In 2008, the Federal Parliament approved legislation capping the use of ethanol in petrol to 10% (E10) and requiring that petrol stations adequately inform consumers if they are using petrol that includes ethanol.
What is Ethanol?
Ethanol (ethyl alcohol) is a clear, colourless liquid, generally manufactured from grain or sugar. (Currently around 90% of Australia’s ethanol is produced from wheat). Blending ethanol and petrol in various proportions has been put forward as a means of reducing greenhouse gas emissions and alleviating adverse economic conditions in the sugar industry.
Ethanol can be considered as a renewable fuel when produced from sustainable agricultural sources and has potential for cutting greenhouse gas emissions. Whether this potential is realised depends on the feedstock and the technology used in the production process as well as the distribution and blending procedures.
When determining the overall environmental impacts or benefits of ethanol use, the ‘whole of life’ effects must be measured, including the impacts of the production of wheat or sugar produced solely for ethanol production.
Ethanol is more costly to produce than petrol and requires its own storage and distribution infrastructure.
Ethanol can be used as an automotive fuel by itself and can be mixed with petrol to form an ethanol/petrol blend. Pure ethanol can only be used in specially designed engines.
Vehicle fuel economy is reduced when petrol is diluted with ethanol because of its lower energy content.
Is using Ethanol blended fuel better for the environment than fuel without ethanol?
Results of studies conducted around the world on emissions outcomes and performance of ethanol blends are often contradictory. Emissions from ethanol blended fuels vary markedly between different ethanol blends and different vehicle technologies.
Within the Australian context, the use of ethanol blends of 10% (E10) has been found to result in:
- Decreased emissions of carbon monoxide (CO) (32%) and hydrocarbons (HC) (12%);
- Increases in non-regulated toxics: acetaldehyde (180%) and formaldehyde (25%);
- A slight (1%) increase in nitrogen oxides; and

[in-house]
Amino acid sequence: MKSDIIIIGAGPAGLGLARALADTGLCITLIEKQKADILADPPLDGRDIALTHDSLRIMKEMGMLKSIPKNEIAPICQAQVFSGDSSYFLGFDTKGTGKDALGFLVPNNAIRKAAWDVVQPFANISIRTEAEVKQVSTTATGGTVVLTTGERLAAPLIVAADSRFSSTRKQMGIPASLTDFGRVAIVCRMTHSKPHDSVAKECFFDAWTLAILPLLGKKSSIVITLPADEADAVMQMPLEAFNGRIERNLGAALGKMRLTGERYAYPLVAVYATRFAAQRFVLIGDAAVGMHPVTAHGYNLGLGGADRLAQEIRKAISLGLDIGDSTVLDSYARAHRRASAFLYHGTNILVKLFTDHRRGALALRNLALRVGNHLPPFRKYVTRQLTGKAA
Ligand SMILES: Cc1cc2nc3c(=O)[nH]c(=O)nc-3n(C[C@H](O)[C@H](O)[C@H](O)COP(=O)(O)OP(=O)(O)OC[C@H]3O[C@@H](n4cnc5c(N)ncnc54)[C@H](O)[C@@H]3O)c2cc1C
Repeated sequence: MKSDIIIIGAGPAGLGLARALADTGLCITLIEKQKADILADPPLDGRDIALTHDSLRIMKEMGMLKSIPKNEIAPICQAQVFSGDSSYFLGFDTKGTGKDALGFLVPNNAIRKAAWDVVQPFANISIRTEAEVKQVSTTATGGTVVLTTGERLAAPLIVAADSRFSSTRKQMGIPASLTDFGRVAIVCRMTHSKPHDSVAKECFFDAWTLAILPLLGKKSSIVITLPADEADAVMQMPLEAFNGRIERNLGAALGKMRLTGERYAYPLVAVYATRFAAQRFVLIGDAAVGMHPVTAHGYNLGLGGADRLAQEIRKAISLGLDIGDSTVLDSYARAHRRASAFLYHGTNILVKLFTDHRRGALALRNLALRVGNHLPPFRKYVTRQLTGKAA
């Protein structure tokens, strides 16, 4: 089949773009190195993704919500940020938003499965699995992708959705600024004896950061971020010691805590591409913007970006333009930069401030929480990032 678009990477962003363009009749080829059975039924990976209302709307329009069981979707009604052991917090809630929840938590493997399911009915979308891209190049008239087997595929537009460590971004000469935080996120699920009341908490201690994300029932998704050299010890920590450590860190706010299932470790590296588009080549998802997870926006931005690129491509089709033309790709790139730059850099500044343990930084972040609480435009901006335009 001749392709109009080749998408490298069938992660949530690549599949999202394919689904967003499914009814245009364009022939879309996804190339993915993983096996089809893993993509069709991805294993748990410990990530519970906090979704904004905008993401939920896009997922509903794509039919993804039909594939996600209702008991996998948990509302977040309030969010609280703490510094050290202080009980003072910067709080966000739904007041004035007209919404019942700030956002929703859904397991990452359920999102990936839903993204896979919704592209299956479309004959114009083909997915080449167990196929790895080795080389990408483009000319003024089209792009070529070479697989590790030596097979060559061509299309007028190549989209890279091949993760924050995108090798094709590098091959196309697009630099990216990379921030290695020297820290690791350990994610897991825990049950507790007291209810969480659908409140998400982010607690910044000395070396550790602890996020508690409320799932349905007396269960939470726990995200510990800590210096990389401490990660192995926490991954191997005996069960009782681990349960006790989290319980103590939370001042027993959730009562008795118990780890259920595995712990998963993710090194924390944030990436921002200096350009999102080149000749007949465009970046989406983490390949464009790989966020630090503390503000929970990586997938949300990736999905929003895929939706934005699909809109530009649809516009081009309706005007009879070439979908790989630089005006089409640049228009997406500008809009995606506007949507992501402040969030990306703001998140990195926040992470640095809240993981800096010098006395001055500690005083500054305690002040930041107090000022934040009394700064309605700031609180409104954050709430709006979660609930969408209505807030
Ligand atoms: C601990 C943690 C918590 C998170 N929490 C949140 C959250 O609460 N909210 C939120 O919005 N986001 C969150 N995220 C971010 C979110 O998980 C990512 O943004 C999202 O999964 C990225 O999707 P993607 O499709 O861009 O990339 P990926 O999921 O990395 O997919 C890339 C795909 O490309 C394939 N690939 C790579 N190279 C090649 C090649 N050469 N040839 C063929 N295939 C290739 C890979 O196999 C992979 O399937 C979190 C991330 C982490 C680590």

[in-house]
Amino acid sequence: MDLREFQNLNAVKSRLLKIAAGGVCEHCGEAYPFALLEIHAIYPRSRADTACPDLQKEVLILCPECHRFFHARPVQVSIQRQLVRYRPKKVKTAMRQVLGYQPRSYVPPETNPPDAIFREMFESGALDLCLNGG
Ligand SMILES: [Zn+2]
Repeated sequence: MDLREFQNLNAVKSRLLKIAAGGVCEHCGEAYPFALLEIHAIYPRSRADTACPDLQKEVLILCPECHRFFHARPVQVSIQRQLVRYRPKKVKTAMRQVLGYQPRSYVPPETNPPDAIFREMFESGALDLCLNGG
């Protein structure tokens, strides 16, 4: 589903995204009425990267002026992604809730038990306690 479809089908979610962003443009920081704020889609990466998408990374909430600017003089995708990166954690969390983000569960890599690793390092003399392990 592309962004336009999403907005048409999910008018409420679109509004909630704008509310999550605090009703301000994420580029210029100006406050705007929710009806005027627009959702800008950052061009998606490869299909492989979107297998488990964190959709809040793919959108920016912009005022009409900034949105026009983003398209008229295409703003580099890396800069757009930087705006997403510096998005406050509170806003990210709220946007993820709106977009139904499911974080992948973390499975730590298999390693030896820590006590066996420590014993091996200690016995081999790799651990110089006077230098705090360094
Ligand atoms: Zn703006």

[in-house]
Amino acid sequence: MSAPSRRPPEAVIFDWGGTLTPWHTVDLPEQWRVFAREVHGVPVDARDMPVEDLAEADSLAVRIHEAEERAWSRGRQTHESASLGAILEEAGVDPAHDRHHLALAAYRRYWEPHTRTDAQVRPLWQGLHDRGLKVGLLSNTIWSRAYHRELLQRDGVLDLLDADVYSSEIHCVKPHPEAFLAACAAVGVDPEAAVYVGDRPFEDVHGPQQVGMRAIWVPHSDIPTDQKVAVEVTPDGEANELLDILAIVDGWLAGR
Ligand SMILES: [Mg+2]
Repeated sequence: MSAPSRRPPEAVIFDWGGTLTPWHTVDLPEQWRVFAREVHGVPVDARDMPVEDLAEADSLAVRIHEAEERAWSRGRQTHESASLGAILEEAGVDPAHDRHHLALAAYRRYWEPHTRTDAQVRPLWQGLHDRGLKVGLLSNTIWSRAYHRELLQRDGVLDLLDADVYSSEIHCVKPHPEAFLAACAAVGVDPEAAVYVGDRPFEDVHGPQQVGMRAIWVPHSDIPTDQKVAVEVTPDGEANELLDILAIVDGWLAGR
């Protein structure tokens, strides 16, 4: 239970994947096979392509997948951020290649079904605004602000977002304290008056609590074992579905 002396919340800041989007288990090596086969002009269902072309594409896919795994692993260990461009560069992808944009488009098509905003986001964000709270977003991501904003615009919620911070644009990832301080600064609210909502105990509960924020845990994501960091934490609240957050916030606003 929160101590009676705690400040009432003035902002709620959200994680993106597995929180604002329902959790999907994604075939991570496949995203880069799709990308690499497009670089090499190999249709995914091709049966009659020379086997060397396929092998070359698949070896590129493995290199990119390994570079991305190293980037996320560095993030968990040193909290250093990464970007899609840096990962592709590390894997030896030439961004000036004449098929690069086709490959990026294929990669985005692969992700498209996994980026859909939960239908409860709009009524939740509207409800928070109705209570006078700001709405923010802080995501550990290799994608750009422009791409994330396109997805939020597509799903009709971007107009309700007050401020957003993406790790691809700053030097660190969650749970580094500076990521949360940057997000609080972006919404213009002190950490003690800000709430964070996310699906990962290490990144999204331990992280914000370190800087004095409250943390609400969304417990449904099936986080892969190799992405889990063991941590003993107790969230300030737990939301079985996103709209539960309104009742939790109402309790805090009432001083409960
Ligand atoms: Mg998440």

- Decreases in non-regulated toxics: 1-3 butadiene (19%), benzene (27%).
Recent Australian life-cycle analysis work has revealed that E10 blends are considered greenhouse neutral.
Will I consume less fuel by using Ethanol blended fuel compared with petrol?
Ethanol has a lower energy content than petrol, the 1998 Australian field trial by Apace Research observed a fuel consumption increase of up to 2.8% with E10. Because of this higher fuel consumption there are fewer kilometres per tank of fuel, so ethanol blended fuels will cost motorists more.
Will Ethanol damage my vehicle or affect its performance?
Most metal components in fuel systems will corrode or rust in the presence of water. Ethanol increases petrol's ability to absorb water without separating and Ethanol blended petrol can therefore ‘hold’ more water and carry this through the engine. The greater the concentration of ethanol the greater the ability to ‘hold’ water.
Several studies have examined the effect of E10 on fuel tanks and fuel system components and have concluded that ethanol up to 10% does not increase corrosion in normal, everyday operation.
Ethanol blends may have a deteriorating effect on the rubber components of an engine. Other additives, such as benzene may also have an effect.
In older models, deposits in fuel tanks and fuel lines are occasionally loosened by E10, and the fuel filter may become plugged. This is remedied by a fuel filter change. If very Ethanol rich fuel is used this may cause an engine to stall.
Laboratory tests have shown that blends of 20% pure Ethanol in petrol can damage some conventional automotive paint.
A number of motor vehicle and marine engine manufacturers advise their warranties would be voided where fuel blends of greater than 10% ethanol have been used.
A list of vehicles that manufacturers have allowed the use of ethanol blended fuel, as compiled by the Federal Chamber of Automotive Industries.